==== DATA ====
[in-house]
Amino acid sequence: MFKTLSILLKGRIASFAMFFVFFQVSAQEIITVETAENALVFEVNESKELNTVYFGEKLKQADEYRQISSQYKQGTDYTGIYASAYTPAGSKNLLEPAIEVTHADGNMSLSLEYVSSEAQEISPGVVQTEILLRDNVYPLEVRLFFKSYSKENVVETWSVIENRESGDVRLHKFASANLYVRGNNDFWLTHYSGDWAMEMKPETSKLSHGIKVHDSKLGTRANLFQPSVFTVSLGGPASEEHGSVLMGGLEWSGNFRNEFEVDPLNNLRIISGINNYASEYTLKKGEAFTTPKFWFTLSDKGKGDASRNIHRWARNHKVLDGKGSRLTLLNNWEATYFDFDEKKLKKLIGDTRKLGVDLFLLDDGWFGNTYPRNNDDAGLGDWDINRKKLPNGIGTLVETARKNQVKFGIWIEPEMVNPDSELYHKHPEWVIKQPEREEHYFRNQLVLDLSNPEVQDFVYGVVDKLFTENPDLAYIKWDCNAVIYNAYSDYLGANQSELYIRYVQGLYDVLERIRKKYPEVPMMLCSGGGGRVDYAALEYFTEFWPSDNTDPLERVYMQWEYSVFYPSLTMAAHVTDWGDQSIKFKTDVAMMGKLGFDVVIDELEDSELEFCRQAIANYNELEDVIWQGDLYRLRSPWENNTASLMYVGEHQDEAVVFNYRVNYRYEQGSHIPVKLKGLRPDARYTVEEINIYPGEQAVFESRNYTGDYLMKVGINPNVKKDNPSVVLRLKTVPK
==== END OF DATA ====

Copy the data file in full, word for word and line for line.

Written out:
[in-house]
Amino acid sequence: MFKTLSILLKGRIASFAMFFVFFQVSAQEIITVETAENALVFEVNESKELNTVYFGEKLKQADEYRQISSQYKQGTDYTGIYASAYTPAGSKNLLEPAIEVTHADGNMSLSLEYVSSEAQEISPGVVQTEILLRDNVYPLEVRLFFKSYSKENVVETWSVIENRESGDVRLHKFASANLYVRGNNDFWLTHYSGDWAMEMKPETSKLSHGIKVHDSKLGTRANLFQPSVFTVSLGGPASEEHGSVLMGGLEWSGNFRNEFEVDPLNNLRIISGINNYASEYTLKKGEAFTTPKFWFTLSDKGKGDASRNIHRWARNHKVLDGKGSRLTLLNNWEATYFDFDEKKLKKLIGDTRKLGVDLFLLDDGWFGNTYPRNNDDAGLGDWDINRKKLPNGIGTLVETARKNQVKFGIWIEPEMVNPDSELYHKHPEWVIKQPEREEHYFRNQLVLDLSNPEVQDFVYGVVDKLFTENPDLAYIKWDCNAVIYNAYSDYLGANQSELYIRYVQGLYDVLERIRKKYPEVPMMLCSGGGGRVDYAALEYFTEFWPSDNTDPLERVYMQWEYSVFYPSLTMAAHVTDWGDQSIKFKTDVAMMGKLGFDVVIDELEDSELEFCRQAIANYNELEDVIWQGDLYRLRSPWENNTASLMYVGEHQDEAVVFNYRVNYRYEQGSHIPVKLKGLRPDARYTVEEINIYPGEQAVFESRNYTGDYLMKVGINPNVKKDNPSVVLRLKTVPK